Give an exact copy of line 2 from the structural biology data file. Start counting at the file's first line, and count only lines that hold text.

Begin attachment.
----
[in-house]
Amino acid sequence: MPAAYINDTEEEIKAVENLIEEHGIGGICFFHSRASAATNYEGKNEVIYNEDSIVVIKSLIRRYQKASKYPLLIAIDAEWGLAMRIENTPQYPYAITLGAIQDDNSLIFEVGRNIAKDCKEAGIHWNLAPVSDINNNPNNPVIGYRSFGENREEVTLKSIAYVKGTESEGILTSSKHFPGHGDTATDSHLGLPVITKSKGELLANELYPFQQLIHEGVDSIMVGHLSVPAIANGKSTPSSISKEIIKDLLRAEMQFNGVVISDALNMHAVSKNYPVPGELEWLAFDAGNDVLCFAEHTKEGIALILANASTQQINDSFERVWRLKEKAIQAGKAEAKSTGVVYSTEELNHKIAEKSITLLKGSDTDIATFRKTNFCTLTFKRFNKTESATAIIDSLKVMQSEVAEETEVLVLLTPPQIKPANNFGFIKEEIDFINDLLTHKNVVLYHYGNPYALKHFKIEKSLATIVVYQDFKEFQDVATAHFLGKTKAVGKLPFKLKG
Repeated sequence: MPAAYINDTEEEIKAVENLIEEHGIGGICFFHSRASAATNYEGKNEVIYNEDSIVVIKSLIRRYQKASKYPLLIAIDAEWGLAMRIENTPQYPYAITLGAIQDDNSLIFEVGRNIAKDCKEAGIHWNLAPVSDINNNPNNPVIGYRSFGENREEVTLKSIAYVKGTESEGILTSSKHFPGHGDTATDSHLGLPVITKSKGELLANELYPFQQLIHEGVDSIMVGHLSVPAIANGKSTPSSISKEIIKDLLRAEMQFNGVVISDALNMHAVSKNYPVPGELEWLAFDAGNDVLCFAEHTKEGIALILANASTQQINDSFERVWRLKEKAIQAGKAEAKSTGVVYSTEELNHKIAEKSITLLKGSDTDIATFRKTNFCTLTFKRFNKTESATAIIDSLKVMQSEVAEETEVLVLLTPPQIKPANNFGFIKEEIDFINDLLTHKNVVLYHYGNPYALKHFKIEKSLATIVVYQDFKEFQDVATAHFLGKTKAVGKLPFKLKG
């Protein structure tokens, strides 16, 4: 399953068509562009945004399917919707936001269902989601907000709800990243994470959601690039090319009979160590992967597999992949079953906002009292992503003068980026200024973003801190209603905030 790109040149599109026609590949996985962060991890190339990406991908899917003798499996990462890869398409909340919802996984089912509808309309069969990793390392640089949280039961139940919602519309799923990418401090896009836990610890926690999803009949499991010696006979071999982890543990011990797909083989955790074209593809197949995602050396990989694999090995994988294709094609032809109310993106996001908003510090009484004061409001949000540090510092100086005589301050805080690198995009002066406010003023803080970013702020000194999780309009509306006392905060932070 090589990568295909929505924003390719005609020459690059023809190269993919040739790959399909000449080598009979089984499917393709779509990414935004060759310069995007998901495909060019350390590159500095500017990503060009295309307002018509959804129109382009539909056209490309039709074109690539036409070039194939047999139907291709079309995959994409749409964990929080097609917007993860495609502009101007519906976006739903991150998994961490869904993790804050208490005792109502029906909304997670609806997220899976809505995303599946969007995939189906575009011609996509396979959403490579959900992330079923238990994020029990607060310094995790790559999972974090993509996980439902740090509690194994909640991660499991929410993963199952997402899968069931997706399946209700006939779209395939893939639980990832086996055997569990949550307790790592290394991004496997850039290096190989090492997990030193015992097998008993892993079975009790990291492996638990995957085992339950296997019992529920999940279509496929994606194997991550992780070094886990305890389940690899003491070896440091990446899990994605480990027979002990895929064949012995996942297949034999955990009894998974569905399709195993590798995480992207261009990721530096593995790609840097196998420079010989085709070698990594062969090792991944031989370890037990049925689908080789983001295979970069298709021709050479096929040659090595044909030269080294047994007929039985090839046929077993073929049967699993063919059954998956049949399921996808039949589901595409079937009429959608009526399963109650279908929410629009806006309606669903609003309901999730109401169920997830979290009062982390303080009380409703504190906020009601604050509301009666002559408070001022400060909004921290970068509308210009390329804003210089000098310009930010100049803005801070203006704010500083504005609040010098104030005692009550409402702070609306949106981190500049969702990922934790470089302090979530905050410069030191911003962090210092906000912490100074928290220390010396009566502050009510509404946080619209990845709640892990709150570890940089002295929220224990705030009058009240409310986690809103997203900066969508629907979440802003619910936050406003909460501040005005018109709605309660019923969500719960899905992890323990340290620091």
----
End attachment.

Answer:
Amino acid sequence: MPAAYINDTEEEIKAVENLIEEHGIGGICFFHSRASAATNYEGKNEVIYNEDSIVVIKSLIRRYQKASKYPLLIAIDAEWGLAMRIENTPQYPYAITLGAIQDDNSLIFEVGRNIAKDCKEAGIHWNLAPVSDINNNPNNPVIGYRSFGENREEVTLKSIAYVKGTESEGILTSSKHFPGHGDTATDSHLGLPVITKSKGELLANELYPFQQLIHEGVDSIMVGHLSVPAIANGKSTPSSISKEIIKDLLRAEMQFNGVVISDALNMHAVSKNYPVPGELEWLAFDAGNDVLCFAEHTKEGIALILANASTQQINDSFERVWRLKEKAIQAGKAEAKSTGVVYSTEELNHKIAEKSITLLKGSDTDIATFRKTNFCTLTFKRFNKTESATAIIDSLKVMQSEVAEETEVLVLLTPPQIKPANNFGFIKEEIDFINDLLTHKNVVLYHYGNPYALKHFKIEKSLATIVVYQDFKEFQDVATAHFLGKTKAVGKLPFKLKG